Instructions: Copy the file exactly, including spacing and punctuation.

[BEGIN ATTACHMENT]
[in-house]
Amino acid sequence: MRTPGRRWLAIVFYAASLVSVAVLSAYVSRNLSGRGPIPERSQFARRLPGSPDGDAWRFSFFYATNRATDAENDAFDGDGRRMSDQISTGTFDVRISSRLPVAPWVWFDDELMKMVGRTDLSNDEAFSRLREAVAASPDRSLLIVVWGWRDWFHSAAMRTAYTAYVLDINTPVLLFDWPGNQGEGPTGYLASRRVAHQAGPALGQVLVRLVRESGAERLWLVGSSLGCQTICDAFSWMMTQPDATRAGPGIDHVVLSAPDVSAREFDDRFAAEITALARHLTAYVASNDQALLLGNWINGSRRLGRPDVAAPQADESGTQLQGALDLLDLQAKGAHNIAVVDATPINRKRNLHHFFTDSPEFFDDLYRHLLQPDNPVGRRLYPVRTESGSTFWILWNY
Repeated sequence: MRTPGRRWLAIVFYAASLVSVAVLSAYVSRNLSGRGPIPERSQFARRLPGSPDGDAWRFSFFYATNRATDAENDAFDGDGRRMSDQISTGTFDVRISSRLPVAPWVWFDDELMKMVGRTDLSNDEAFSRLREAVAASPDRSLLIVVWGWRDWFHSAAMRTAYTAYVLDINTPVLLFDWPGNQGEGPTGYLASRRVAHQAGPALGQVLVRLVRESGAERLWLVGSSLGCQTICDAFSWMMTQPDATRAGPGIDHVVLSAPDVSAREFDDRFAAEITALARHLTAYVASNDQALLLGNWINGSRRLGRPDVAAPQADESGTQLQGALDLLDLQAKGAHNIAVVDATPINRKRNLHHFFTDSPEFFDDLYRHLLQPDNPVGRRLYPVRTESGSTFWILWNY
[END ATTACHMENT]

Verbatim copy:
[in-house]
Amino acid sequence: MRTPGRRWLAIVFYAASLVSVAVLSAYVSRNLSGRGPIPERSQFARRLPGSPDGDAWRFSFFYATNRATDAENDAFDGDGRRMSDQISTGTFDVRISSRLPVAPWVWFDDELMKMVGRTDLSNDEAFSRLREAVAASPDRSLLIVVWGWRDWFHSAAMRTAYTAYVLDINTPVLLFDWPGNQGEGPTGYLASRRVAHQAGPALGQVLVRLVRESGAERLWLVGSSLGCQTICDAFSWMMTQPDATRAGPGIDHVVLSAPDVSAREFDDRFAAEITALARHLTAYVASNDQALLLGNWINGSRRLGRPDVAAPQADESGTQLQGALDLLDLQAKGAHNIAVVDATPINRKRNLHHFFTDSPEFFDDLYRHLLQPDNPVGRRLYPVRTESGSTFWILWNY
Repeated sequence: MRTPGRRWLAIVFYAASLVSVAVLSAYVSRNLSGRGPIPERSQFARRLPGSPDGDAWRFSFFYATNRATDAENDAFDGDGRRMSDQISTGTFDVRISSRLPVAPWVWFDDELMKMVGRTDLSNDEAFSRLREAVAASPDRSLLIVVWGWRDWFHSAAMRTAYTAYVLDINTPVLLFDWPGNQGEGPTGYLASRRVAHQAGPALGQVLVRLVRESGAERLWLVGSSLGCQTICDAFSWMMTQPDATRAGPGIDHVVLSAPDVSAREFDDRFAAEITALARHLTAYVASNDQALLLGNWINGSRRLGRPDVAAPQADESGTQLQGALDLLDLQAKGAHNIAVVDATPINRKRNLHHFFTDSPEFFDDLYRHLLQPDNPVGRRLYPVRTESGSTFWILWNY